I don't think it's you, Dee, because I felt the same way, and I've heard similar from many other experienced unpublished, just-published, very-published.

Frankly, with all the wonderful resources available now for the aspiring writer, the online workshops, the online critique groups, the Q&As, the chats, the essays, the magazines, the retreats, the local chapter workshops, the etc. etc. etc., the actual workshops at conferences don't quite have the same punch as they used to. There's very new to learn that hasn't been covered already for the savvy writer who soaks up all these other resources like a sponge.

In addition, you've advanced enough in the industry that you know what you are supposed to be doing. Heck, you're writing articles about it yourself. More on that isn't going to help. Unfortunately, past a certain point in the craft, there is nothing anyone else can really teach you. It's a matter of practice makes perfect. I've seen a lot of workshops about "how to deal" with "almost there," but none on how to overcome it, because the only answer to that is a mix of right manuscript, right place, right time.

Dee said...

That's a really good point, Diana. So then I guess the question becomes...Is RWA in competition with the entire internet?? Besides seeing each other, what does Nationals offer us?

LOL, if people are reading this, I've even opened myself to some serious 3rd degree burns or a very interesting topic. LOL!


Lyn Cash said...

diana made some excellent points. i attended 1 seminar in dallas and walked out after 20 minutes. i didn't attend anything but the PRO workshop in reno, and i even skipped part of that. my time is valuable, and i wanted to get my $$ worth, so i spent both years primarily networking, which never disappoints me.

and, dee, if you're gonna burn, then so will i for what i'm about to say. the majority of the membership isn't published and never will be - there are too many who are wannabees not willing to sacrifice, to put in their dues, to rely on themselves wanting to be spoon-fed rather than to increase their productivity and learn how to write better through just planting meat to seat and doing what needs to be done.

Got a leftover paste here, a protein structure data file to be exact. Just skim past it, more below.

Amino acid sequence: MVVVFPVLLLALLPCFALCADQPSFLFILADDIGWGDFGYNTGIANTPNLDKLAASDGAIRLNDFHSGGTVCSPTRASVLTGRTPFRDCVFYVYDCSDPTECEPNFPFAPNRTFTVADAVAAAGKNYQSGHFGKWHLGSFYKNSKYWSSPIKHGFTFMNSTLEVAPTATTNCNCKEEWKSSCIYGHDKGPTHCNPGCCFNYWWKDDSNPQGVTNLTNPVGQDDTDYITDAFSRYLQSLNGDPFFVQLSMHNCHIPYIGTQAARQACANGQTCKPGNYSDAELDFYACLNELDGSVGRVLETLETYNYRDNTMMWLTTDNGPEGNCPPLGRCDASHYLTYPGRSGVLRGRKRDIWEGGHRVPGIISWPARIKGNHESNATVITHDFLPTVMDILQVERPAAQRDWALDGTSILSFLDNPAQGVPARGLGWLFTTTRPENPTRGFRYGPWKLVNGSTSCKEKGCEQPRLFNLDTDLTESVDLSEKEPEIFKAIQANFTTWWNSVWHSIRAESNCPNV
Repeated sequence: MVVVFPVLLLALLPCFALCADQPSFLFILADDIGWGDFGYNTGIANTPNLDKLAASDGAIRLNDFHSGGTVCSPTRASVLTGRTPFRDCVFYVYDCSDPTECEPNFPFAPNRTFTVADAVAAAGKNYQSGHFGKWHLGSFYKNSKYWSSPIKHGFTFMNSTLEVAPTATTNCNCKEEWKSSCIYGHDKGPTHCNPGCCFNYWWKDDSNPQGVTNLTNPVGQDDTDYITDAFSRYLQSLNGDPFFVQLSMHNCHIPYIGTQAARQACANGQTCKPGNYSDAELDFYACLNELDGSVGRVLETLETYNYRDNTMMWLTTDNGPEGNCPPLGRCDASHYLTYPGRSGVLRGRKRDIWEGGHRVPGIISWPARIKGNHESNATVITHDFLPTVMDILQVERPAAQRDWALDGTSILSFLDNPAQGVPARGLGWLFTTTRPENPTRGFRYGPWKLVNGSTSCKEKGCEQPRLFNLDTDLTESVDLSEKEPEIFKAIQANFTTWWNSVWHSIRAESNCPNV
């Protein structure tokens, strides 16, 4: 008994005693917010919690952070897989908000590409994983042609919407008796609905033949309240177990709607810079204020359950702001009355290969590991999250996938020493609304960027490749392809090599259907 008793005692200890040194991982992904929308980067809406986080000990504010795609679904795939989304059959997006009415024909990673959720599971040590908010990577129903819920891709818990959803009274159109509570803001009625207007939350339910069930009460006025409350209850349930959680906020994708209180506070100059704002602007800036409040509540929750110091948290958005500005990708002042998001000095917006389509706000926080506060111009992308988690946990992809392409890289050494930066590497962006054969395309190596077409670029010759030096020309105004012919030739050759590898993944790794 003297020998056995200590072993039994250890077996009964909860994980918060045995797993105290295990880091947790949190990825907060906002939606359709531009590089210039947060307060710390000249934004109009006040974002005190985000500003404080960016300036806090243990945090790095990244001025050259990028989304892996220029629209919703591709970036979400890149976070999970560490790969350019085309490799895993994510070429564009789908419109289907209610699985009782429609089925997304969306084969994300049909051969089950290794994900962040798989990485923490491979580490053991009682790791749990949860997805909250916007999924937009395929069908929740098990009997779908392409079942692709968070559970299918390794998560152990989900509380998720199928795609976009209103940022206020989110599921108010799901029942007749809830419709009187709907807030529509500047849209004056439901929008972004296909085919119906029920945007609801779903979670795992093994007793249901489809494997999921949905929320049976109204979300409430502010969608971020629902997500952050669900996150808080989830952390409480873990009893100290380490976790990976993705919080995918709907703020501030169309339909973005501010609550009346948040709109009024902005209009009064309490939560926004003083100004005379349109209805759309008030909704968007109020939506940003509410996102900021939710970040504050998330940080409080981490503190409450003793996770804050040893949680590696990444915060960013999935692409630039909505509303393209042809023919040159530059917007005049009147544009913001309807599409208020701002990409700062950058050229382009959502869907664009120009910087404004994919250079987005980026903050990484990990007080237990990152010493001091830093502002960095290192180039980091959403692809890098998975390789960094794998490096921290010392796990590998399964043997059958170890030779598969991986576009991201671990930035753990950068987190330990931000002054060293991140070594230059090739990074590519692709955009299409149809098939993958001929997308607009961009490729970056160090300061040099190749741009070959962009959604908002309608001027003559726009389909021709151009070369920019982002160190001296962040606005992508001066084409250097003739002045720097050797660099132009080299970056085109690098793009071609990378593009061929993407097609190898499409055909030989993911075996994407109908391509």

the seminars are too geared for those who want to be told how to do something and not geared enough for those who already know what to do but need support in continuing their journey. just my 2 cents.

but no - you are not alone. i'm one of those who refuses to not get anything out of it, so when i'm not getting what i need/want, i get what i can and build upon that.

i can buy the tapes if i want to learn HOW - i can attend online classes, join organizations, read, and take notes elsewhere. when i'm at national, what i WANT is more WHY...why this works and that doesn't, why this is what's selling and the other isn't. more in-depth seminars and less fluff.

as diana said in her 1st paragraph basically...just because someone is unpublished doesn't mean that they're inexperienced. so...let's have more for the experienced, whether they're published or not. and if the experienced NON-pub feels a lack of what feeds them, imagine how the experienced PUB feels.

okay, so that was a quarter's worth, not just 2 cents.

Dee said...

Lyn, you're making me think this is a topic for blogging I need to continue. :) Thanks for the quarter, it's got me thinking!


THIS! Christine said...

Right there with you, Dee.